What is any type

In TypeScript, the any type is a type that can hold any value. It acts as a way to opt-out of type checking and allow a variable to have any type of value. Using any gives you the flexibility of JavaScript’s dynamic typing but at the expense of losing the benefits of TypeScript’s static type checking.

When to Use any

The any type can be useful in several scenarios:

Migrating from JavaScript to TypeScript: When gradually migrating a JavaScript codebase to TypeScript, any can be used to allow existing code to function without requiring complete type annotations.

Dynamic content: When dealing with data from dynamic content like third-party libraries, user inputs, or JSON responses where the structure is not known at compile time.

Prototyping: During the early stages of development or prototyping where the exact types are not yet defined.

Defining and Using any


let looselyTyped: any = 4;
looselyTyped = "Now it's a string";
looselyTyped = true; // Now it's a boolean

function logMessage(message: any): void {

logMessage("Hello, world!");  // Outputs: Hello, world!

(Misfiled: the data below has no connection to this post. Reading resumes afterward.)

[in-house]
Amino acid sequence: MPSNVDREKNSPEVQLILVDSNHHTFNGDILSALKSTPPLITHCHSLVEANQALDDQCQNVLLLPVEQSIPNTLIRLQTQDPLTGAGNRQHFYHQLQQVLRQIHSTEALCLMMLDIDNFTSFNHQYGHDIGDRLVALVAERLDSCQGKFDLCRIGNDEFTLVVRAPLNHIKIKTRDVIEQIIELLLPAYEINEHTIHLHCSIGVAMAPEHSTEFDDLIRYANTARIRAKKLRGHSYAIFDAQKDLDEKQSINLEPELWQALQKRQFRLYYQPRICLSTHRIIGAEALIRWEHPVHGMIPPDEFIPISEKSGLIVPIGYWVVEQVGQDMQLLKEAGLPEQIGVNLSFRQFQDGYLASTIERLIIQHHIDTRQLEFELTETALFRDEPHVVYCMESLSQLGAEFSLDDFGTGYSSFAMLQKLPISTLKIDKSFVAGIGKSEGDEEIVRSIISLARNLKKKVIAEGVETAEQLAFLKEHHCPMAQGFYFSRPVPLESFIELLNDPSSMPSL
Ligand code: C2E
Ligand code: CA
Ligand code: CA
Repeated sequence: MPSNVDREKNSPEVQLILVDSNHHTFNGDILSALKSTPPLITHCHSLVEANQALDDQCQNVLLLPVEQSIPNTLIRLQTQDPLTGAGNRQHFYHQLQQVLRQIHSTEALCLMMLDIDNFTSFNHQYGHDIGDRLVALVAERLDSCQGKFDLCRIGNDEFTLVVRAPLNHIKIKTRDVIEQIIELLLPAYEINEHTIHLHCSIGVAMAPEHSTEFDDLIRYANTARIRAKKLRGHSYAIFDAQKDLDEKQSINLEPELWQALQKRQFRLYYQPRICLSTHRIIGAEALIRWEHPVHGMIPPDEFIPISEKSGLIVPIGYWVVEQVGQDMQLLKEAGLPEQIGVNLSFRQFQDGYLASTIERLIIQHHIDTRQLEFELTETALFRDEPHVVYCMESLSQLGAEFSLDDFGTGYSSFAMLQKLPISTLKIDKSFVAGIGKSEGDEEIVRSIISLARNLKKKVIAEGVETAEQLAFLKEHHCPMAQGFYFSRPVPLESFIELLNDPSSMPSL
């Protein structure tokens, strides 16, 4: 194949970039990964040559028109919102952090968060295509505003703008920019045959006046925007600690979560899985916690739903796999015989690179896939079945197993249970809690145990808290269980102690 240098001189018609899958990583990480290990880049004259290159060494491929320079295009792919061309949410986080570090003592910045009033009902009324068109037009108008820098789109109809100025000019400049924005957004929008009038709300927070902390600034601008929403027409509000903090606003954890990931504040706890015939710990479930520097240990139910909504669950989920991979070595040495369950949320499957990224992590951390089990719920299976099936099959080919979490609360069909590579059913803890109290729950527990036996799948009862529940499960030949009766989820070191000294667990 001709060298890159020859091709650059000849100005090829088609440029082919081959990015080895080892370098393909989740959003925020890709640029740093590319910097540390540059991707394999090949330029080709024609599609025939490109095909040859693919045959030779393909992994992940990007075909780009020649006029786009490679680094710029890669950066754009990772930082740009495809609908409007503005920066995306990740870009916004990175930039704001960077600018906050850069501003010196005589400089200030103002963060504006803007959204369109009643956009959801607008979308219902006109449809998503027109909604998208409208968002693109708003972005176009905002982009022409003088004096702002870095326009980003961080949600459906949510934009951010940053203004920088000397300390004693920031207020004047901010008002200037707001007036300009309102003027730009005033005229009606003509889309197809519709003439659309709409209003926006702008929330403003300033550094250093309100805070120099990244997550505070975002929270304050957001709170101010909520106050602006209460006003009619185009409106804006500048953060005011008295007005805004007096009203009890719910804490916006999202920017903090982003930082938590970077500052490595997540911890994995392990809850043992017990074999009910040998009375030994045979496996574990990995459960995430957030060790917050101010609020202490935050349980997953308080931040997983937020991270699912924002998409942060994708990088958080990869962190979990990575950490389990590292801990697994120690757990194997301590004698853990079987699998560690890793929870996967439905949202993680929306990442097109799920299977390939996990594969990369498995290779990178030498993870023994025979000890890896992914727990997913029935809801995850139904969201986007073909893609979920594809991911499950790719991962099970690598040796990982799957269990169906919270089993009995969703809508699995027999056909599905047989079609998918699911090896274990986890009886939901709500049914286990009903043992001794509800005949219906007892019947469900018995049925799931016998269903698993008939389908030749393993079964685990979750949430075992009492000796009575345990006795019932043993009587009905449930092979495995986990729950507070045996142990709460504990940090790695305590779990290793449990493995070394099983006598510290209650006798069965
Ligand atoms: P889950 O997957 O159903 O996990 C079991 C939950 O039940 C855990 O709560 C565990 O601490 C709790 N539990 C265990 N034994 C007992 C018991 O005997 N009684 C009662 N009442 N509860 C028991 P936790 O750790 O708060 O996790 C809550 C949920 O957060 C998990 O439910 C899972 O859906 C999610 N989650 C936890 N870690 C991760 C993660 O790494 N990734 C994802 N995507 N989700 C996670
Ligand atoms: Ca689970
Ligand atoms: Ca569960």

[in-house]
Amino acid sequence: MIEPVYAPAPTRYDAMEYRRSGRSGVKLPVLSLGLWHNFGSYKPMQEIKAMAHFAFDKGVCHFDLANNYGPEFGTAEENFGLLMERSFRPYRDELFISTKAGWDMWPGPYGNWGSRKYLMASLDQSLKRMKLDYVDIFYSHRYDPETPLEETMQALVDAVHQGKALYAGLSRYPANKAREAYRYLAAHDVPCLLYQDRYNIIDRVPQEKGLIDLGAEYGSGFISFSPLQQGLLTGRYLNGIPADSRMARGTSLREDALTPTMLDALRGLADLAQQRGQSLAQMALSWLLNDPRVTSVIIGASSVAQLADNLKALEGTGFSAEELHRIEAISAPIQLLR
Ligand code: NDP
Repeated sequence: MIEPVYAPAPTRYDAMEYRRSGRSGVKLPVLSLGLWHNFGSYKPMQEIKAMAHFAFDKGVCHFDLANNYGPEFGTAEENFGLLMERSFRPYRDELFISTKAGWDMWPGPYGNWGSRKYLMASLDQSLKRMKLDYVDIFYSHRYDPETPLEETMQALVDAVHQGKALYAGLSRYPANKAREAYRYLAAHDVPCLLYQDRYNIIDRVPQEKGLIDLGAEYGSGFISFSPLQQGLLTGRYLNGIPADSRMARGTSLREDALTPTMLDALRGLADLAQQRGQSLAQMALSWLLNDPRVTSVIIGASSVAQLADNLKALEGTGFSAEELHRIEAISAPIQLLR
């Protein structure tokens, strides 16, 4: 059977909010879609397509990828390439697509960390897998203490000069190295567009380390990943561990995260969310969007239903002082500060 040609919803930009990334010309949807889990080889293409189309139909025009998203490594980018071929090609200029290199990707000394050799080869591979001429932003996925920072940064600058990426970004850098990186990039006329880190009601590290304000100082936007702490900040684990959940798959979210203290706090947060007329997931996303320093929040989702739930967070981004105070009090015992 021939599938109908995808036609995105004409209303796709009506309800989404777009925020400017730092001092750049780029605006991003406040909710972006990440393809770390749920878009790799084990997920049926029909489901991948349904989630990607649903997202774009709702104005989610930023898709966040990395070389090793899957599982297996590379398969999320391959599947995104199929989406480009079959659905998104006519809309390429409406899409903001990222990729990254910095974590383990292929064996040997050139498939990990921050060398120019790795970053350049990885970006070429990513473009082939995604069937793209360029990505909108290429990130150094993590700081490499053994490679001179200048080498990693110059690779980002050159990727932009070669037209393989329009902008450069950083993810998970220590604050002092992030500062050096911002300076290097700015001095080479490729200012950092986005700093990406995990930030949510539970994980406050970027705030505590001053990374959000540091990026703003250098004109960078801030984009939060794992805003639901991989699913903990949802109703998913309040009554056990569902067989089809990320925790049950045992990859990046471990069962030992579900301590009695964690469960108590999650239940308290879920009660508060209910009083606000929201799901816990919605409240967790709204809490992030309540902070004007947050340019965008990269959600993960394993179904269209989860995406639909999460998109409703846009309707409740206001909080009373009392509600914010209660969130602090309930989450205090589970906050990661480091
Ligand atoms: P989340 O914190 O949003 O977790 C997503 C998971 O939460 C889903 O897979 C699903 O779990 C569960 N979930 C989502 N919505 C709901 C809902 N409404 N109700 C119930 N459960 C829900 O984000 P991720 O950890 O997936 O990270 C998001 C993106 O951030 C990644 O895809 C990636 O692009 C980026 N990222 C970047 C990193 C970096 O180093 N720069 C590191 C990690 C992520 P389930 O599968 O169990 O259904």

logMessage(123);              // Outputs: 123
logMessage({ key: "value" }); // Outputs: { key: 'value' }

In the example above, the variable looselyTyped can hold any value, and the function logMessage can accept an argument of any type.

Accessing Properties on any

When using any, you can access properties and methods that might not exist without causing a type error. This can be useful but also risky, as it might lead to runtime errors.

let obj: any = { x: 0 };
console.log(obj.x); // Outputs: 0
console.log(obj.y); // No error, but `y` is undefined
obj.foo();          // No compile error, but runtime error if `foo` is not a function

Losing Type Safety

Using any can lead to losing the type safety that TypeScript provides. This means TypeScript will not help catch type-related errors at compile time.

let someValue: any = "this is a string";
let strLength: number = someValue.length; // OK
let unknownValue: any = 4;
console.log(unknownValue.toUpperCase()); // Runtime error: `toUpperCase` is not a function